All the same, for Molzon, working with suppliers to get a leaner supply chain going meant one very important thing had to happen first of all—getting his own house in order.
"The tack we took in [the] first six months was internally focused, getting our own operations lean, getting our facilities so they could act in a lean fashion. Then the supplier initiative has been in the last nine months or so."
The next step was to pick his battles. "We're working with our key suppliers initially. We can't dedicate our resources to all of them, but with the key suppliers we have initiatives for better communication."
It's an evolution, not a revolution, Molzon says, and it doesn't mean Solectron is taking back all the responsibility for getting inventory right. "At the end of the day, there has been a pushing back onto the suppliers." But Solectron's version of lean is so collaborative that Molzon no longer considers the term "VMI" applicable. "It's a different approach to working with the supply base, making us and them much more responsive to needs in the marketplace."
Knowledge is power
These days, Molzon is working with suppliers and other partners in the supply chain to get a more realistic overall estimate of the landed cost of goods. Logistics costs typically are "baked in" to purchasing estimates, instead of being kept separate. "[Estimates] used to be based more on labor costs and the intuitive idea that it must be cheaper in China," Molzon says. "We're moving now to looking at logistics costs, duty and taxes, and we're looking at the overall duty structure, taking the entire supply chain and incorporating all the cost drivers, not just the easy ones, to find the piece cost rate."
Katherine Smith, global division representative at Costa Mesa, Calif.-based Interliance LLC, a management consulting firm specializing in foreign trade, agrees that this kind of analysis is helping change supply chain practices.
"Predictability through technology is developing into a must-have for global manufacturers in order to make the right choices. For example, if a large order comes through to a manufacturer in China and must be turned around, then shipped off to an assembler in Romania, and then to a packaging facility in Mexico for final distribution out of Irvine, California, what kind of costs are accumulated?" Smith asks. "Forecasting these puzzles in order for a company to save in operating costs is taking a primary role in the bigger picture of manufacturing and distribution."
However, what works for Solectron isn't necessarily going to work for all electronics manufacturers, Smith points out, and VMI is by no means dead. "Manufacturers and distributors can't wear a one-size-fits-all solution for their supply chain and must instead customize and take pieces from the processes that work best for them."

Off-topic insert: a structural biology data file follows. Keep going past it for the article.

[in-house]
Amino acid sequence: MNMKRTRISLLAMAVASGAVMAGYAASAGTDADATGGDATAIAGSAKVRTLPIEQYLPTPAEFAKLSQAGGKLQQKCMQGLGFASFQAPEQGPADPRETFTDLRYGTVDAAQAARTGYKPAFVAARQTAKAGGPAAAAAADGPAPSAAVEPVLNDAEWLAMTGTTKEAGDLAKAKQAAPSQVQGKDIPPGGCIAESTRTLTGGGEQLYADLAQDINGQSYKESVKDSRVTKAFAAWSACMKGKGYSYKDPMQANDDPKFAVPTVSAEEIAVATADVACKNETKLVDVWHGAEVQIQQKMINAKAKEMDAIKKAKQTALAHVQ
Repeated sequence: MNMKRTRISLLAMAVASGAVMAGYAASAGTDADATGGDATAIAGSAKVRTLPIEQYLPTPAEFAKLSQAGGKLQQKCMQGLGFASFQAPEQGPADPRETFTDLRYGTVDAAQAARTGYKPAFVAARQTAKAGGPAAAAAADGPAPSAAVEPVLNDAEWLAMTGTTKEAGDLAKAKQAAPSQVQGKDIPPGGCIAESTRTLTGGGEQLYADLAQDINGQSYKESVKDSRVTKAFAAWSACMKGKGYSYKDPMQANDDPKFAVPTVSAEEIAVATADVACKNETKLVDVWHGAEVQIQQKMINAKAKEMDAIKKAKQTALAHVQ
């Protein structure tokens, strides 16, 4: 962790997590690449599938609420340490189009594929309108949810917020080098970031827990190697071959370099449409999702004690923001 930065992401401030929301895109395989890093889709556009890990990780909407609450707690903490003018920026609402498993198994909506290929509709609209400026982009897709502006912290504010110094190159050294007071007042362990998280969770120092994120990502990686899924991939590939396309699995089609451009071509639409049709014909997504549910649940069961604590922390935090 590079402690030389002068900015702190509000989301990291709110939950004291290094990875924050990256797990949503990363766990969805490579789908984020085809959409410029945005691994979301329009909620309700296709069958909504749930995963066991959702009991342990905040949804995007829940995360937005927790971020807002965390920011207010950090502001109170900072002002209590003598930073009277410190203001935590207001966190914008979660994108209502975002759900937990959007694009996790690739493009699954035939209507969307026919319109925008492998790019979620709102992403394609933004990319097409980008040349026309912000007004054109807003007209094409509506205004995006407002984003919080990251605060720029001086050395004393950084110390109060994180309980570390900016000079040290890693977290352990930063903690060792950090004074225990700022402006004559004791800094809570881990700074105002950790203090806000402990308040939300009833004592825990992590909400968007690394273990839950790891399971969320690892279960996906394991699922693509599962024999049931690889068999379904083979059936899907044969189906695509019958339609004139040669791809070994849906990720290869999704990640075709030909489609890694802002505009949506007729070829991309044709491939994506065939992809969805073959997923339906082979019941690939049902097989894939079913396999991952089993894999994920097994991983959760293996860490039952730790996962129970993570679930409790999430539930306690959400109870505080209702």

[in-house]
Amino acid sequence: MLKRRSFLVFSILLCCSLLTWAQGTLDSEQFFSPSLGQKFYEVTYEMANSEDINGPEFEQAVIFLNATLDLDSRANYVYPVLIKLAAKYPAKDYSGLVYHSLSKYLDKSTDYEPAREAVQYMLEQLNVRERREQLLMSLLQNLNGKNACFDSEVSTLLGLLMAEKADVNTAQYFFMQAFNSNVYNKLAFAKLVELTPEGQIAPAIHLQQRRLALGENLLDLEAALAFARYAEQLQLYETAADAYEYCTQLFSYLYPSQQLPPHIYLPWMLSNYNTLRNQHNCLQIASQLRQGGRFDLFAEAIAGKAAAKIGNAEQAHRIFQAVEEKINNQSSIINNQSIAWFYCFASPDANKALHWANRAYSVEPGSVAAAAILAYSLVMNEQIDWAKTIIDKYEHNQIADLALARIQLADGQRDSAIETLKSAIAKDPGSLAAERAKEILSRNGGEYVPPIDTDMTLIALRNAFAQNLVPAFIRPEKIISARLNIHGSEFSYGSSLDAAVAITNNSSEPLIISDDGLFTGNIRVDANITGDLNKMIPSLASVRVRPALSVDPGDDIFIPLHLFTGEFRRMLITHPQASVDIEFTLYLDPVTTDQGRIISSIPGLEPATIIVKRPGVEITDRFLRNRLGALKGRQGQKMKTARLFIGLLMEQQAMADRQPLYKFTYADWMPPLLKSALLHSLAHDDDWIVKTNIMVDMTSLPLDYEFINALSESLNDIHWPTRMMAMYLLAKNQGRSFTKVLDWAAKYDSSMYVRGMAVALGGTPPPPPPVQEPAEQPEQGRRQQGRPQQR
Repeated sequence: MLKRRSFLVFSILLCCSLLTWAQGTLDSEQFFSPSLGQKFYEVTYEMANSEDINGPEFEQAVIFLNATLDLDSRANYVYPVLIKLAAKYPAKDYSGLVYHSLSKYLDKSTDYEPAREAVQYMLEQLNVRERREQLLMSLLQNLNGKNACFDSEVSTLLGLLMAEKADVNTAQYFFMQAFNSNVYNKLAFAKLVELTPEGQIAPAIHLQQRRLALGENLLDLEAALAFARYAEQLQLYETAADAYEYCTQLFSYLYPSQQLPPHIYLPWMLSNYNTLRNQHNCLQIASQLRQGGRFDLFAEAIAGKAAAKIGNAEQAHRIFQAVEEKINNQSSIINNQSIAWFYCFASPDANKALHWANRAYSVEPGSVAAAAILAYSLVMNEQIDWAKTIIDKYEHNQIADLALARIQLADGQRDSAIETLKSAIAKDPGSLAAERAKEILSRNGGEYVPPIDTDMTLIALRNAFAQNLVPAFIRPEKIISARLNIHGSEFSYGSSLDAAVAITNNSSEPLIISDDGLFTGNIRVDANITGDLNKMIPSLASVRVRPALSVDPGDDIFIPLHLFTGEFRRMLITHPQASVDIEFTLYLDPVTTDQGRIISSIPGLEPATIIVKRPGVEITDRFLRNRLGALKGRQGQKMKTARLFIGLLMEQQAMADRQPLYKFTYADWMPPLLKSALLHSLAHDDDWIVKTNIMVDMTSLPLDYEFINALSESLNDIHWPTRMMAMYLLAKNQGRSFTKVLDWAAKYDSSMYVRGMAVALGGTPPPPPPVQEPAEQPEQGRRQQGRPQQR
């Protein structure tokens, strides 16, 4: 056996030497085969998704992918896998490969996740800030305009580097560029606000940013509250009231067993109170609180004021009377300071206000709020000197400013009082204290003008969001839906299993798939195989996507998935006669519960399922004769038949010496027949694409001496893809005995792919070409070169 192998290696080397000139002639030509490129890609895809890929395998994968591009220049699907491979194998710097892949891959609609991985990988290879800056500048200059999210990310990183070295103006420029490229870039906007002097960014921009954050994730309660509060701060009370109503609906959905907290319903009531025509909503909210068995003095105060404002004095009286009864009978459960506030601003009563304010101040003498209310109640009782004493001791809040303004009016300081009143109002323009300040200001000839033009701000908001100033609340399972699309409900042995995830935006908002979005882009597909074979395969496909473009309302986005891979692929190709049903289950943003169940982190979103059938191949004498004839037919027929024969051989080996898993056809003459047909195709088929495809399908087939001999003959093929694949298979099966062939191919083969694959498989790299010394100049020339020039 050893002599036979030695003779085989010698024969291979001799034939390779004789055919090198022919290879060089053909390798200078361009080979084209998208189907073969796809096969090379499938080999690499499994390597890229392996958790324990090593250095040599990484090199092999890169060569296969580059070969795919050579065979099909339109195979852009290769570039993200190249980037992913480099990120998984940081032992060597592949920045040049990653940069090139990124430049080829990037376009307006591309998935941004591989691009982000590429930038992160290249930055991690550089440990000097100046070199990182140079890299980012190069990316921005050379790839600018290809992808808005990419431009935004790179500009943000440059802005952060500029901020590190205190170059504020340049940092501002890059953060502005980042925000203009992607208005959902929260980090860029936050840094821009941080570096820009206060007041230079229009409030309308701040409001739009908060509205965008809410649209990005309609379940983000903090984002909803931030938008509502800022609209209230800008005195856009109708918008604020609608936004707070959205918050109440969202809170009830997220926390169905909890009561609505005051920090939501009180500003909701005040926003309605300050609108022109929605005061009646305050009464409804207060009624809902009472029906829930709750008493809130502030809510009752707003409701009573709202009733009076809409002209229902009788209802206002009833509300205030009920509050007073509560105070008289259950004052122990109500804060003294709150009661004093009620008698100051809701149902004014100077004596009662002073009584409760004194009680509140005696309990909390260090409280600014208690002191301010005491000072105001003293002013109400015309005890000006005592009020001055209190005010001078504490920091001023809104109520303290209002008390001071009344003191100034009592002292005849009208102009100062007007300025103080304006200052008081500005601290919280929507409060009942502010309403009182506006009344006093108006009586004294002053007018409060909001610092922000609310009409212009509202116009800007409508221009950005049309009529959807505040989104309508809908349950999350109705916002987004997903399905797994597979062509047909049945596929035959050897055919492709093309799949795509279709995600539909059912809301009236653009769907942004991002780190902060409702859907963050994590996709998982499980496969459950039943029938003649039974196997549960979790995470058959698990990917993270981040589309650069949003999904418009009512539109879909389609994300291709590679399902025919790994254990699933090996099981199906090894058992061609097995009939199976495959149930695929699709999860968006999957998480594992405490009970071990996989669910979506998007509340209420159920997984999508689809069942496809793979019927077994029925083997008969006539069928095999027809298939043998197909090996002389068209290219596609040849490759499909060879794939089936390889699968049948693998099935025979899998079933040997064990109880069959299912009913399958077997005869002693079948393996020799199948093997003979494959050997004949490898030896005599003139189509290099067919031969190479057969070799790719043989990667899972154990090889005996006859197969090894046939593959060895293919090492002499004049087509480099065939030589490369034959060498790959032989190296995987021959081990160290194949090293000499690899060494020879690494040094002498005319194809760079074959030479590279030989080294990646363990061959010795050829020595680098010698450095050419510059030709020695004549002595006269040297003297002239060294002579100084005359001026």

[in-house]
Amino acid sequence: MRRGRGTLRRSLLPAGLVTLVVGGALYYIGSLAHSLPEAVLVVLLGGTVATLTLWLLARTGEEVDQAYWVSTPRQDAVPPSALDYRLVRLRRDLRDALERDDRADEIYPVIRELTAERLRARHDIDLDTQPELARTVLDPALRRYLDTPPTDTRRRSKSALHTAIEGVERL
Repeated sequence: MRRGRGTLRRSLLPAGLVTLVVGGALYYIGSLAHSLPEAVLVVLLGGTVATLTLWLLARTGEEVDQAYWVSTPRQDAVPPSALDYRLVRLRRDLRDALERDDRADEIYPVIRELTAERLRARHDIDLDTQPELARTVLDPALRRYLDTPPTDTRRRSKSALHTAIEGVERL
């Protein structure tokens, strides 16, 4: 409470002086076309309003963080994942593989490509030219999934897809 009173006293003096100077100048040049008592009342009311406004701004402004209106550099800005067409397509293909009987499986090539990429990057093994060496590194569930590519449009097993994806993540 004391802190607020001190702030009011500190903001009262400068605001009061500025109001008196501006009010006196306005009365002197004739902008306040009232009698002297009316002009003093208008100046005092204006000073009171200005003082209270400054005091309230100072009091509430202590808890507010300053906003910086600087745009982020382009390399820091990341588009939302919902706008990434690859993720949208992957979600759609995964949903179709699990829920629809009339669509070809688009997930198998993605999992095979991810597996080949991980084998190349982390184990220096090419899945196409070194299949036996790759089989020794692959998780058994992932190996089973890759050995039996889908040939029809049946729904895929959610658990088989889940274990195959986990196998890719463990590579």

One way or another, manufacturers need to take ownership of what's going on in their extended supply chain. "Manufacturers are ultimately responsible for the quality of the inventory delivered to the distributor," says Smith, "and this puts the pressure on them to tightly rein in the supply chain."
Depending on who you talk to, VMI is either the way of the future or a scourge visited on hapless suppliers. To a customer that has managed to shift the ownership and responsibility for managing inventory to its suppliers, VMI probably looks like a pretty good deal. But to a supplier burdened with the costs and responsibilities of managing and replenishing its customers' inventory, it probably looks more like a headache.
Is there a way to make VMI work for both parties? GT Nexus Inc., the logistics technology firm in Alameda, Calif., has done some research on that question. The company recently released a white paper in conjunction with the Electronic Supply Chain Association (ECSA) that contained suggestions about how the electronics manufacturing industry could continue to reap the rewards of VMI by working more cooperatively with suppliers.
According to the white paper, the trouble is that many of the decisions a manufacturer makes about sourcing come from the purchasing department, without consultation with the logistics guys. This creates a fundamental conflict of interests. "Low cost, global sourcing is driven by the procurement organization and aims at cost of goods sold (COGS) reduction, at the expense of higher transportation cost and leadtimes. Conversely, VMI's champion is the supply chain organization, striving to gain operational efficiencies, based on short and frequent replenishment cycles. At first glance, these trends certainly seem hopelessly at odds," comments the GT Nexus/ESCA report, released in November 2004.
It's a tricky knot to tease apart. But at least the logistics department can work on lessening its share of costs by working with suppliers, the report says. In that spirit, it offers the following suggestions: